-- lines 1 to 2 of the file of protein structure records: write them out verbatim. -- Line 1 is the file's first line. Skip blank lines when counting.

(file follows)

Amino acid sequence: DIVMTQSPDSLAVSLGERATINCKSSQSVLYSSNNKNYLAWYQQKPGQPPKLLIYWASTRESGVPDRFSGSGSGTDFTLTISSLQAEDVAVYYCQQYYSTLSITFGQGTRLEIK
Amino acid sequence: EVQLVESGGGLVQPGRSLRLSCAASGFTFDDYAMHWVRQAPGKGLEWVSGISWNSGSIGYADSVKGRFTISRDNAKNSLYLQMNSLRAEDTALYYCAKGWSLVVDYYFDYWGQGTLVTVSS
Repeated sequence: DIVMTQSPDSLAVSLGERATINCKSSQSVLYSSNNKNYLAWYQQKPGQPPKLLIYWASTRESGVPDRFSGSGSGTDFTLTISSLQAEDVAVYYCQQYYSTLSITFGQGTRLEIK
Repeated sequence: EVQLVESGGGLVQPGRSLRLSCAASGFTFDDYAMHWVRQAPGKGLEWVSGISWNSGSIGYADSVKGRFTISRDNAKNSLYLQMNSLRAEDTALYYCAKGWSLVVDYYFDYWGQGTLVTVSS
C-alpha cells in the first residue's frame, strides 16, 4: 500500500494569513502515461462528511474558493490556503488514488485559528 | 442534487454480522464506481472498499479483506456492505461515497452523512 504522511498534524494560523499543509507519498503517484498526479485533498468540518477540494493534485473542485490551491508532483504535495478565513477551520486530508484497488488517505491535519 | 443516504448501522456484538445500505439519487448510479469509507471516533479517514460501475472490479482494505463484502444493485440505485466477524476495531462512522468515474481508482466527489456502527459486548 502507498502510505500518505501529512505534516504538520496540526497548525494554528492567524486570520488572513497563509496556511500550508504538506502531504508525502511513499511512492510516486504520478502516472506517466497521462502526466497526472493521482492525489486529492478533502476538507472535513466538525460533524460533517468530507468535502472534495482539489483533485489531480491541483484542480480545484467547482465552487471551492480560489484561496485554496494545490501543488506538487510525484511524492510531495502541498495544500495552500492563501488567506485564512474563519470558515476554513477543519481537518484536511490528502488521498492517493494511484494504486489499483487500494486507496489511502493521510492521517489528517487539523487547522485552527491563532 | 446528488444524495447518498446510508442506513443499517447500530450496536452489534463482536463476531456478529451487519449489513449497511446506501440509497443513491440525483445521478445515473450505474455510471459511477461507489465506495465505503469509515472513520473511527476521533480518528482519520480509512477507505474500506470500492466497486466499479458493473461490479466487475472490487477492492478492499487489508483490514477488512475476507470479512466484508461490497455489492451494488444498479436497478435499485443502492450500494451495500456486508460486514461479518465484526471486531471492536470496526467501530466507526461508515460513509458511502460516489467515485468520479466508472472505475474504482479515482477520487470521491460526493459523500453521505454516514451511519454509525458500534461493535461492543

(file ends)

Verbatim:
Amino acid sequence: DIVMTQSPDSLAVSLGERATINCKSSQSVLYSSNNKNYLAWYQQKPGQPPKLLIYWASTRESGVPDRFSGSGSGTDFTLTISSLQAEDVAVYYCQQYYSTLSITFGQGTRLEIK
Amino acid sequence: EVQLVESGGGLVQPGRSLRLSCAASGFTFDDYAMHWVRQAPGKGLEWVSGISWNSGSIGYADSVKGRFTISRDNAKNSLYLQMNSLRAEDTALYYCAKGWSLVVDYYFDYWGQGTLVTVSS